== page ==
What tips do you have for staying hydrated?
One by one, she gingerly removed all the tomatoes from her salad. My eyes must have asked the question my manners wouldn’t, so she explained: she loves fresh-off-the-vine summer tomatoes so much that she can’t stand bland winter hothouse tomatoes.
I didn’t get it then, but having grown my own juicy-explosive sun-ripened tomatoes over the last few summers, I understand now. I no longer add tomatoes to my winter salads.
Seasonal produce = delicious!
Right now I can’t get enough of Cara Cara oranges. I eat them as snacks. Some nights instead of a salad alongside dinner, I slice up several and our family chows down. I put them in smoothies (pictured: golden wellness smoothie). I add them to salad (pictured: spinach and arugula with oranges, tangerines, chopped nuts, pomegranate seeds; before eating I dressed it with peanut sauce).
You can find lists of in-season produce here. What in-season fruits and veggies have you been enjoying? Any favorite recipes?
When I created a habit tracker for 2021, I decided to add or emphasize positive things in my life. I also recognized that I’d be more inclined to stick to the habit tracker itself if, in addition to new habits, I included habits I already had underway (i.e., hydration) and activities that add joy to my life. Writing and reading daily add joy to my life.
My best days almost always include both, lots of both, with variety. I write to understand how I think/feel. To hone my craft. To connect. For work. And I add joy to my writing by stretching myself in new ways, trying new prompts or styles.
I take a similar approach to reading. I read to nurture my soul. To educate myself. To travel the world and throughout history. To live vicariously through others’ stories. To develop empathy. I read for pleasure.
I have to shake things up. Of course there are times when I’m engrossed in a book I can’t put down. Or I get involved in a writing project that demands my focus. Still, my life flows better when I engage with an array of words; my writing flows better as a reflection.
As a child infinitely content to snuggle up with my nose in a book, I required endless encouragement to get outside. When my grandma asked for help trimming green beans, she sent me outdoors. I thought she didn’t want cut bean-ends flying about the kitchen. Not so, my mother explained. Norwegians believe we should be outdoors all the time, all year round. It’s a philosophy known as friluftsliv (free-lufts-liv).
I experienced it for myself when I visited family in Norway. We hiked and swam in rivers. We heard stories of children snowshoeing or cross-country skiing to school. When it rained, we bundled up and went outside anyway.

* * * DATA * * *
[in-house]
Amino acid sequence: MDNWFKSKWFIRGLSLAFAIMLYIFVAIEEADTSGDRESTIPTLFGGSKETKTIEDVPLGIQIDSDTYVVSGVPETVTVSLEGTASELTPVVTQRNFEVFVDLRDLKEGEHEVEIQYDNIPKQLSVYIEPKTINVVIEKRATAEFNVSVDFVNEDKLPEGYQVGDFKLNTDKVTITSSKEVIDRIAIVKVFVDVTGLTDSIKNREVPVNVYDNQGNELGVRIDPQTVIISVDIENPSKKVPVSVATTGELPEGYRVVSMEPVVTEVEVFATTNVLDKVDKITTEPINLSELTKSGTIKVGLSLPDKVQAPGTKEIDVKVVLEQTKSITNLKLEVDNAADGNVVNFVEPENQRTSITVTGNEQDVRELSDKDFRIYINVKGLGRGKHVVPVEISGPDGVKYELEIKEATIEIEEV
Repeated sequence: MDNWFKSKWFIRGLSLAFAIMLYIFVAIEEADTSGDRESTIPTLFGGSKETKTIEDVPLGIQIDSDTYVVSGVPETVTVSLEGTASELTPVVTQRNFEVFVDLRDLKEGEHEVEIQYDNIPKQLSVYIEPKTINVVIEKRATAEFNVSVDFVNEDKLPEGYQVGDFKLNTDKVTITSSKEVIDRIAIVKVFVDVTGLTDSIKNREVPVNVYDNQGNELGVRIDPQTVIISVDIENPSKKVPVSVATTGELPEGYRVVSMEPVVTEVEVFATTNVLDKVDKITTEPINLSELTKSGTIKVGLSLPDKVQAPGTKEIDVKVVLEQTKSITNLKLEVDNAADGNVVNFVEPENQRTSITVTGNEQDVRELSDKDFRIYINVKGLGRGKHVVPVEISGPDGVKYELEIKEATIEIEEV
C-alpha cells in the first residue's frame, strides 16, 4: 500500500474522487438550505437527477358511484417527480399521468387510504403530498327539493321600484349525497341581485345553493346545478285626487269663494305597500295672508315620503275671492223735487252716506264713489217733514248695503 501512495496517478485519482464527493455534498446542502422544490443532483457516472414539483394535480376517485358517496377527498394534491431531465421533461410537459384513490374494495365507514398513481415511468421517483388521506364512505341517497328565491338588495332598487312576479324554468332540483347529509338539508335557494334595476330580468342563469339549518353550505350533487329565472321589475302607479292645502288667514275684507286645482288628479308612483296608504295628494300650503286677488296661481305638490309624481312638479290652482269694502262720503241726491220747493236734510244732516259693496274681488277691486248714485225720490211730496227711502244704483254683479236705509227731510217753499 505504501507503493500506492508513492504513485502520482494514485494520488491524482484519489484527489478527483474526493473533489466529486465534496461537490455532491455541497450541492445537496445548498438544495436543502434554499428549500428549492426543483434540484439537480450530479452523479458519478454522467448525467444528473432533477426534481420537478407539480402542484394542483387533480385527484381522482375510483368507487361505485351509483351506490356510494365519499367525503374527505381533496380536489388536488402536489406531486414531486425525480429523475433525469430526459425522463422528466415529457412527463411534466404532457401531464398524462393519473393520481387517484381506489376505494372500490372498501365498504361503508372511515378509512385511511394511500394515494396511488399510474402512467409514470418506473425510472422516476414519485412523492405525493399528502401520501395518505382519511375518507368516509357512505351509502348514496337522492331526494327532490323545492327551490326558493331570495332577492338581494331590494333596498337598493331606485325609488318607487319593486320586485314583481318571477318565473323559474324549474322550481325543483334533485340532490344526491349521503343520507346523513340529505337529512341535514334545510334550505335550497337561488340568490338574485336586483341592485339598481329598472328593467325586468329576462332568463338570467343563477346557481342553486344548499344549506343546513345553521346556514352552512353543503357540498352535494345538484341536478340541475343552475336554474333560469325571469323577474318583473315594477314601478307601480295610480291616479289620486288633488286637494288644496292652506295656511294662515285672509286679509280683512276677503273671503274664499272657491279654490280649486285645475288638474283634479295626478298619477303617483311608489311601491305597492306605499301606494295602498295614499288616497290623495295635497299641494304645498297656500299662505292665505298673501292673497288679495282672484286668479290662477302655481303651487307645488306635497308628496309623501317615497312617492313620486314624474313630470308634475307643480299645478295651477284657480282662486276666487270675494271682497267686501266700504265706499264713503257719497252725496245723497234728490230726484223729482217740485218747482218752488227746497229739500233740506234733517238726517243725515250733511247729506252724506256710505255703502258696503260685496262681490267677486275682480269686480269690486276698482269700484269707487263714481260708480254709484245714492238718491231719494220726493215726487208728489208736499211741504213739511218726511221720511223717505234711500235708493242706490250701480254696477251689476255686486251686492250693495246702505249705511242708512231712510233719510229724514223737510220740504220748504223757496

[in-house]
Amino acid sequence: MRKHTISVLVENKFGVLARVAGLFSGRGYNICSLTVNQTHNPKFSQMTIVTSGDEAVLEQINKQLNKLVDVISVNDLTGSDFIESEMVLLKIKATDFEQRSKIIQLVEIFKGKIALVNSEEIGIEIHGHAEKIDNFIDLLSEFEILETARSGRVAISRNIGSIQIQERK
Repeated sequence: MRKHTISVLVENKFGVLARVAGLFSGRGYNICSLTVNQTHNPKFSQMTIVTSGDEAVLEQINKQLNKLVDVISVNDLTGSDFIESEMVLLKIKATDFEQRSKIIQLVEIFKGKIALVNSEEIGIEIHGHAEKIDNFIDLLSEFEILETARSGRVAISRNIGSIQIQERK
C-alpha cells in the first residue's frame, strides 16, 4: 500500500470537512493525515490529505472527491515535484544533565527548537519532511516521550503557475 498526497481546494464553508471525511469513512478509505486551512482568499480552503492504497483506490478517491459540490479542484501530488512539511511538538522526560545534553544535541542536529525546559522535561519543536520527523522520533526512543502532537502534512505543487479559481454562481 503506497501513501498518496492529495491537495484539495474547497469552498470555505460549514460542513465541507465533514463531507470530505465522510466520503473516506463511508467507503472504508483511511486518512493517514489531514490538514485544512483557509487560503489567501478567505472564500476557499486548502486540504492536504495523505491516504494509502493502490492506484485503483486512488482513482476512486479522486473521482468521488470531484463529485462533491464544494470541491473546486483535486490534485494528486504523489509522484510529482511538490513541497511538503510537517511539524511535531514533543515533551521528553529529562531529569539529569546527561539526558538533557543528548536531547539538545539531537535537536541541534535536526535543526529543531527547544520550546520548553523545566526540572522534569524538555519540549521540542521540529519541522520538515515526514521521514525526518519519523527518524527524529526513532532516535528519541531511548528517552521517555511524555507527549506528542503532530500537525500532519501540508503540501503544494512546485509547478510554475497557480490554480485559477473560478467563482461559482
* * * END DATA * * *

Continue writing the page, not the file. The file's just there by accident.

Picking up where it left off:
So I had to laugh when I woke up to pouring rain on the day I’d planned to post “Get Outside.” I also suspected that I could wait a little while. Even on the rainiest NorCal days, we generally get breaks between downpours. And we did.
Getting outside stimulates the senses. The crisp air felt invigorating, as did moving our bodies quickly to keep warm. The world smelled fresh-washed, like wearing clean pj’s in front of the lit fireplace. We heard flitting birds in the bushes and saw raindrops glistening on winter flowers. I didn’t open my mouth to taste the light raindrops that fell before we returned home, but I did anticipate pouring myself a warm drink.
Which leads me to another Norwegian word: once you’ve partaken in friluftsliv, you come home to koselig, the Norwegian version of the Danish hygge, or getting cozy-comfortable.
What’s your favorite way to spend time outdoors?
Gratitude is one of my favorite habits. I’ve kept a dedicated gratitude journal since January 2017. Most mornings I write at least three things from the previous day for which I can be grateful. I could do this in the evening before bed, but mornings work better for me.
To make this habit stick, I put my gratitude journal and planner next to the chair where I sit to sip my morning coffee. The convenience factor makes it more likely that I will pick up my journal. The reason I keep this habit on my habit tracker is to work on consistency, to record gratitude not just regularly but daily.
It’s such a simple thing to write three points of gratitude for each day. I try to make them unique, for example, not just another walk but the uniqueness of that walk, like the neighbors we greeted along the way. I’m often grateful for beauty that bursts through the days’ sameness, like the now-blooming tulips from the bulbs my husband purchased.
My next step: not checking my phone until I’ve written down my gratitude. Since gratitude is well on its way to being a daily habit, I bet I can piggyback phone-resistance to it and increase the likelihood of both.
What are you grateful for today? Or how could you increase the convenience factor to make a desired habit stick?